PerspectivesMike Clark Jacksonville Today Contributor
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OPINION | Better late than never for Duval Schools + City budget bewilderment 

Published on July 5, 2023 at 12:38 pm

Editor’s note: Today’s column is a two-fer: Mike Clark reacts to what’s happening in school administration and also what doesn’t make sense to him about this time of year at City Hall. 

The Duval County school district is moving forward on two issues that have taken far too long to finish: Making phonics universal in early grades and finding a new administration building.

Those of us who grew up in the 1950s learned phonics while we learned to count. Phonics taught us the building blocks of the English language. Meanwhile, we read the Dick and Jane books that showed us simple words with pictures — later called “whole language” instruction. 

Since then, a battle ensued among the educational elite between the phonics fans and the whole language fans, resulting in some school systems’ veering from one extreme to another. If phonics is eliminated, students are forced to guess at words. That’s not education. Yet research has shown that a balanced approach works best — exactly what I was lucky to have in the 1950s.

Reacting to fads is one reason that parents become disillusioned with the public schools. 

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In Duval County, ICARE, the interfaith group, has campaigned for phonics instruction in public schools for over a decade. This issue should never have been controversial. Now Duval County Public Schools has announced that a new phonics-based curriculum will be systemwide in kindergarten through Grade 2. It was described in a news release as a “new curriculum” from the University of Florida Literacy Institute, and it was piloted successfully in 60 elementary schools in the 2022-2023 school year.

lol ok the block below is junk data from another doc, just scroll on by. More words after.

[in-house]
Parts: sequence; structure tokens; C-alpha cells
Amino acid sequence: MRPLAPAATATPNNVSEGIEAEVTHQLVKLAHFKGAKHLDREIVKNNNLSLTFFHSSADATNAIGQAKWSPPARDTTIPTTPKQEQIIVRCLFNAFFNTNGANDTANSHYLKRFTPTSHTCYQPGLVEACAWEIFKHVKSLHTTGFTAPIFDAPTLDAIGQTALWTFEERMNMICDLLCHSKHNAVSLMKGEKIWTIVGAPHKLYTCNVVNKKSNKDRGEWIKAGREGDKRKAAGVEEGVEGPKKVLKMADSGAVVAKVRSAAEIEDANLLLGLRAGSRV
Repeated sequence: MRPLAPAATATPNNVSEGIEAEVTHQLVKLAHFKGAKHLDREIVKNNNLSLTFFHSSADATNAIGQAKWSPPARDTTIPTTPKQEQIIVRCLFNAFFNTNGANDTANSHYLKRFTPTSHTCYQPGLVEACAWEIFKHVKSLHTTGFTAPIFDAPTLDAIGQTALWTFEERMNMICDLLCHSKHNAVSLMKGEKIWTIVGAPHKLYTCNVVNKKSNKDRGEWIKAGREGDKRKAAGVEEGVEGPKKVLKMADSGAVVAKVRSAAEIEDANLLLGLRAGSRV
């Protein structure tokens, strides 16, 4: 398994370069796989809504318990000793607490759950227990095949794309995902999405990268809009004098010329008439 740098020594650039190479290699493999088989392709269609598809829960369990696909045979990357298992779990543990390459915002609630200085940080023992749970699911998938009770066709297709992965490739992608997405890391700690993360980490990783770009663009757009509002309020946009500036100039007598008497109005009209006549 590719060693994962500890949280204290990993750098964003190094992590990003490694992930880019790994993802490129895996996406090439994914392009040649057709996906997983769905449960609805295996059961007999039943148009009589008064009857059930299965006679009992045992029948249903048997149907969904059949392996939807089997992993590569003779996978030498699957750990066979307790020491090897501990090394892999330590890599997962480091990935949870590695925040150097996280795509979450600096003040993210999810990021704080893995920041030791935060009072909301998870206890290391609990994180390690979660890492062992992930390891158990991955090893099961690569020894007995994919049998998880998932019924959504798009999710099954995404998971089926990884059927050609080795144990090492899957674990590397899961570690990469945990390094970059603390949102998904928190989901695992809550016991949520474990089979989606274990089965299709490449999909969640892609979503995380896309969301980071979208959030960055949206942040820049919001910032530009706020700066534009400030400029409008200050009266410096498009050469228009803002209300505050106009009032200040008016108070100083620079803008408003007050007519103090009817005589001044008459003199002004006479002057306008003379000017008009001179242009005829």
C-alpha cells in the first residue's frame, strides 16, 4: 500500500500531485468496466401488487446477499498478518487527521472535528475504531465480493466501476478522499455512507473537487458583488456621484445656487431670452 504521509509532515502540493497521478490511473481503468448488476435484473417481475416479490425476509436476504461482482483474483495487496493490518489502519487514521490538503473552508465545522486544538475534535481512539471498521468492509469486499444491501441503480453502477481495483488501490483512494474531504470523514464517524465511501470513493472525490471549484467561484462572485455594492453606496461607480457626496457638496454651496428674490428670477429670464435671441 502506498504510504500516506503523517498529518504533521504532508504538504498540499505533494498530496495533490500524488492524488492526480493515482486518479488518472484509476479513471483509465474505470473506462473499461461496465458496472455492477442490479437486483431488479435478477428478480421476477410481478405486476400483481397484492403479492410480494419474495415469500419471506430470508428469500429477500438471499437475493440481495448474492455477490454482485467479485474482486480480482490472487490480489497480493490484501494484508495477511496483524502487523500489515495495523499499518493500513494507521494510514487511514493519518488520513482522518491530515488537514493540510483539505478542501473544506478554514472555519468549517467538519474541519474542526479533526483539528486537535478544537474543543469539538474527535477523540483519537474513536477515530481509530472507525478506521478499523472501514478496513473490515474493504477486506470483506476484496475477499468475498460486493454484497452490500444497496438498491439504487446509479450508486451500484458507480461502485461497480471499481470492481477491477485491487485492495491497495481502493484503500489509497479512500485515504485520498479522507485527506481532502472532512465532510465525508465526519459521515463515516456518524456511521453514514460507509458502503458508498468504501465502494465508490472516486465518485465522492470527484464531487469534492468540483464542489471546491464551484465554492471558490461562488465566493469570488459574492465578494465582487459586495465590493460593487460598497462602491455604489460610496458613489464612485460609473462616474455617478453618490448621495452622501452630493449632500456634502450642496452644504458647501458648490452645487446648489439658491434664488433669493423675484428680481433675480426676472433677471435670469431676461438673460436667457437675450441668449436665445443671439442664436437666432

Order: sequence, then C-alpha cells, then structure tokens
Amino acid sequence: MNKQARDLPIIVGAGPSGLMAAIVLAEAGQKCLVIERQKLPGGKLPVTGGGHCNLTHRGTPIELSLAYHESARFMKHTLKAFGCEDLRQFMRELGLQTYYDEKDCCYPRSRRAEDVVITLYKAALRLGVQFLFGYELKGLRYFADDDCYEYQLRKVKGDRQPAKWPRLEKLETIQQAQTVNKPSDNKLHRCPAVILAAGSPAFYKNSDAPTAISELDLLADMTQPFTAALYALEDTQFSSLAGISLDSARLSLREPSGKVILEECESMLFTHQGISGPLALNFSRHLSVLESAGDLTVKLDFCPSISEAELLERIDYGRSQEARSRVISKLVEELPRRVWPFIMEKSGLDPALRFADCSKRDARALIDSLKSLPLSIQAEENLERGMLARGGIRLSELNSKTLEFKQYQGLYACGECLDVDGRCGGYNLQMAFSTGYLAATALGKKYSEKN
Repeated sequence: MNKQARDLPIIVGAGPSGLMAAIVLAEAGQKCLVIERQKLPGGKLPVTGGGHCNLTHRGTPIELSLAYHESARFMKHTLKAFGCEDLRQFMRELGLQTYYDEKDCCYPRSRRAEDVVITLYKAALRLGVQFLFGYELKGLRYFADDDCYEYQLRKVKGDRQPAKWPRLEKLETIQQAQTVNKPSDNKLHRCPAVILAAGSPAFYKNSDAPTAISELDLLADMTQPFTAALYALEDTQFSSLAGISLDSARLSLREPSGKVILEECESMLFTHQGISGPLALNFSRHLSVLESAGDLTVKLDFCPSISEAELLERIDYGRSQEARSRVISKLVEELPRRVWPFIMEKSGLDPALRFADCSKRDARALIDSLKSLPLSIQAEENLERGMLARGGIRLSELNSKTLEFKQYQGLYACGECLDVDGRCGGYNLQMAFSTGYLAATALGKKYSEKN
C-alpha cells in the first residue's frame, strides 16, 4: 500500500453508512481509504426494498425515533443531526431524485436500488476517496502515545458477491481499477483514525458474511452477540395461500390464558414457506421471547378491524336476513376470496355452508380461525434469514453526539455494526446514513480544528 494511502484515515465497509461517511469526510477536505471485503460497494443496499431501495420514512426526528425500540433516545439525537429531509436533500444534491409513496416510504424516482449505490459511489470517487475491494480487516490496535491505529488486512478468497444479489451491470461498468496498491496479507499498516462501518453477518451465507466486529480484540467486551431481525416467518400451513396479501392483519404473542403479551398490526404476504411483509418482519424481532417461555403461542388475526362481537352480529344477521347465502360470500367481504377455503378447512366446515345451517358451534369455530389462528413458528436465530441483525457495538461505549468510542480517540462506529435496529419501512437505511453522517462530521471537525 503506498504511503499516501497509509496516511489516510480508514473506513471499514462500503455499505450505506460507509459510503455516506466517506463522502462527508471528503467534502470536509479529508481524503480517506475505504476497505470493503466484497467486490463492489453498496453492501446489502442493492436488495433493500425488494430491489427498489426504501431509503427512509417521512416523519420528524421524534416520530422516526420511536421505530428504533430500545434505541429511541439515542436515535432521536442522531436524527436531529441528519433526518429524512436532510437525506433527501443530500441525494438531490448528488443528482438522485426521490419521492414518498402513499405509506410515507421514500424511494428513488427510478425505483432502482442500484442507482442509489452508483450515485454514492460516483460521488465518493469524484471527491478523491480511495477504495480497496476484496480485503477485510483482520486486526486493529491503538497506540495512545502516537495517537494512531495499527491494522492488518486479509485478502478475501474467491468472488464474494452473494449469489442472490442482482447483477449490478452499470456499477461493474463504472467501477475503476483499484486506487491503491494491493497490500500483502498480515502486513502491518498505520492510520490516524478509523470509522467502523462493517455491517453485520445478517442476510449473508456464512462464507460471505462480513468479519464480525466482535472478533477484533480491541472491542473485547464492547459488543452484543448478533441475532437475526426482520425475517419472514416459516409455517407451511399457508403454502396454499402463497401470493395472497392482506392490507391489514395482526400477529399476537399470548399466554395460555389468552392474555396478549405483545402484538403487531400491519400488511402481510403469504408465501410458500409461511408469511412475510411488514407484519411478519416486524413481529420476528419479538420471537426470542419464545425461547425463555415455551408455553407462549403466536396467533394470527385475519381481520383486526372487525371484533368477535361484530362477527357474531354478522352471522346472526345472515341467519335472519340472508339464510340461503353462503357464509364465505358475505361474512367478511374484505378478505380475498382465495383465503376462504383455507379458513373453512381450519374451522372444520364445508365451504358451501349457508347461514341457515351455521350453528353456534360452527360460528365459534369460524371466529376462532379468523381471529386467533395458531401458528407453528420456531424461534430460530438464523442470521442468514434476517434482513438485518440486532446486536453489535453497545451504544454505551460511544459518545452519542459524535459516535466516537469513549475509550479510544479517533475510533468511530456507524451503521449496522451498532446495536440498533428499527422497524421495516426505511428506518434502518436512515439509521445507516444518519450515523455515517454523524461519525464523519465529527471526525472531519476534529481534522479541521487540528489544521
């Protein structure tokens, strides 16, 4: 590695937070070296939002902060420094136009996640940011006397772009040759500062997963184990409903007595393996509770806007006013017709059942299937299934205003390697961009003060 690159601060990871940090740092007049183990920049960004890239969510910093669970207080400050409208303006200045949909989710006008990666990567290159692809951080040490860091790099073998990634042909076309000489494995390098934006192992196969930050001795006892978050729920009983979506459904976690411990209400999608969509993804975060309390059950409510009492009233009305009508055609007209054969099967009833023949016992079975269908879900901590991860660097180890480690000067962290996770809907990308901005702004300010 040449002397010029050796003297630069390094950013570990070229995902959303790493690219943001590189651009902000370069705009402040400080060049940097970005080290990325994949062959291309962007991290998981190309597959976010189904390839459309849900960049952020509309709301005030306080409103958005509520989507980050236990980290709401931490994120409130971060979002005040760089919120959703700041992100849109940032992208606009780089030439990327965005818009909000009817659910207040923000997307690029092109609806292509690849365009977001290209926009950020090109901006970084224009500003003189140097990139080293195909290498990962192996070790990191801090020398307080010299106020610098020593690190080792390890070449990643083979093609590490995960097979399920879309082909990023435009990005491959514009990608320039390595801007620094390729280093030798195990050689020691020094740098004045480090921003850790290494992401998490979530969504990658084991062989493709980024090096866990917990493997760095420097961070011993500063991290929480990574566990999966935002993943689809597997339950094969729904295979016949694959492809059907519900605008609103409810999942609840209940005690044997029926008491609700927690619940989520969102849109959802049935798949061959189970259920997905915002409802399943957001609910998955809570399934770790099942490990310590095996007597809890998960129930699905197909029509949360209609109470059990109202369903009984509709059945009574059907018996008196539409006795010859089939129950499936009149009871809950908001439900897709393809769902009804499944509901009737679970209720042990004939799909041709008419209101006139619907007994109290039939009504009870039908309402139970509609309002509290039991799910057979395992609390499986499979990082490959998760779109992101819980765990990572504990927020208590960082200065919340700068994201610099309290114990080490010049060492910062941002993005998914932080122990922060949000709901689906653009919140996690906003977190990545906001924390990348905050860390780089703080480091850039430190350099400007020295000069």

No single form of instruction is a panacea, and it’s difficult to single out one factor as being responsible for student success. But in the early grades, especially, phonics is an essential foundation for building the ability to read. It works.

For instance, Mississippi, which required phonics instruction a decade ago, has seen fourth-grade reading scores of its students leap from No. 49 in the nation to No. 29 in 2019, reported The New York Times

In Duval, all things old are new again.

New home for the school system?

Meanwhile, for many years, civic observers have proposed that the Duval County School Board move its administration building from the Southbank riverfront, thus converting that valuable property into a taxpaying source.

It seems odd to have a government building on the riverfront, but the school district offices moved there 40 years ago when it was next to a JEA power plant and across the river from a working shipyard. It wasn’t an elite location then.

Yet as the riverfront has transitioned from industry to offices and high-rise condos, School Board members stubbornly have refused to move. True, there was no debt on the building. And there has been the Great Recession and a pandemic. Nevertheless, the delay looked irresponsible.

Almost two years ago, on Sept. 7, 2021, the board finally passed a resolution to vacate its riverfront headquarters along with four other properties.